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Of the 16 Seattle City Council applicants, 12 showed up at the community-led forum Tuesday night at Seattle City Hall, where community groups asked candidates about their positions on housing, homelessness, and the city's sanctuary status, to name a few. 

The new council member would have just one and half months on the city council and have little to no authority to act on any of the major controversial projects, like the new police station getting built in the North Precinct. But activists have said the process provides a benchmark for future city council appointments, many of which historically happened quickly and with limited public input, and ensures the person who takes over shares community organizers' progressive values. 

"This is a huge victory for the social movements in Seattle because this is not what the majority of the council members were going to do," council member Kshama Sawant told PubliCola on Tuesday. "This is a model for the future, so I'm not only excited about this particular appointment. I'm excited about what we can do building on this." 

The majority of the candidates had similar responses:

  • All of them supported budget amendments to curtail encampment sweeps and community land trusts, and those who responded said free-market housing wouldn't solve the affordable housing shortage. 
  • Most supported Vulcan's "degentrify and inspire" campaign along the Yesler-Jackson corridor. Kirsten Harris-Talley said she thinks there should be community input, not corporate sponsors. 
  • Most supported the city's sanctuary city status or thought Seattle wasn't doing enough for people of color, with the notable exception of Lewis Jones (who at one point said "colored people," and complained about both Mexican criminals and "black on black" violence). ChrisTiana ObeySumner got claps from the audience with the response that "Seattle has the intention of being a sanctuary city, but its impact may be a little bit off the mark...What are we truly doing to welcome these individuals with open arms not just with our mouths but with our actions?"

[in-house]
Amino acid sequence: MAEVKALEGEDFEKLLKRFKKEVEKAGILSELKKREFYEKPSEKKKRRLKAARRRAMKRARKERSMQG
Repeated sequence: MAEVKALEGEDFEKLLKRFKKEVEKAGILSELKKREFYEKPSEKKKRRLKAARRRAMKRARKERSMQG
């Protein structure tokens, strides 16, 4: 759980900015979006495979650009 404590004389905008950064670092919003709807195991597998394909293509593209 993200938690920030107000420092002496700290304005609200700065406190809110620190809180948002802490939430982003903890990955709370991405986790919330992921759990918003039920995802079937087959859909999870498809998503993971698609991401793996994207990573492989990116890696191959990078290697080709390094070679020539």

• Many also supported cutting funds to a "bloated" Seattle Police Department but more funding for the Community Police Commission. Former council member Nick Licata said the city needs better control of police overtime. 
  • Most supported more taxes on big businesses. Brianna McDonald, who owns a business, said Seattle needs to be a friendlier city to companies or else they will leave.
  • Most opposed the new North Precinct police station except Robert Radford, Abel Pacheco, and Brendan Kolding. Pacheco said when he ran for District 4, many community members said police needed better response times, and that the building is inadequate. Brendan Kolding, an SPD sergeant, said officers don't have a good work environment at the current building. 

Another public hearing will be held by council members at 5pm on Wednesday to hear three-minute pitches from the applicants. After that, the council will have two days to deliberate before its deadline to vote on a candidate Friday. It's a short timeline—the question is whether council members will find city budgeting experience to be a determining factor, which would make it a good chance it would be Licata. He also aligns well with what community organizers advocating for the public process want from a council member.

"I definitely have a very positive recollection of council member Nick Licata's work on the council," Sawant told PubliCola on Tuesday, naming her work with him on the city authorized encampments, a resolution for rent control, and the Carl Haglund law. "(But) the issues are the most important so every candidate here has the opportunity to show their positions...and reveal which side they're on."

In a question about how candidates will be accountable to communities of color, Licata pointed out that the person who gets the council seat will be there for a limited time, and that the question should be put in the context of the budget. In the process, he lost some of the audience who said they wanted him to respond to the question. Licata said he tried to be realistic in his responses. 

The list of applicants who showed up: Nick Licata, Robert Radford, Jennifer Perevodchikov, ChrisTiana ObeySumner, Kirsten Harris-Talley, Abel Pacheco, Doug Nellis, Brianna McDonald, Lewis Jones, Brendan Kolding, Tiniell Cato, and Alex Tsimerman.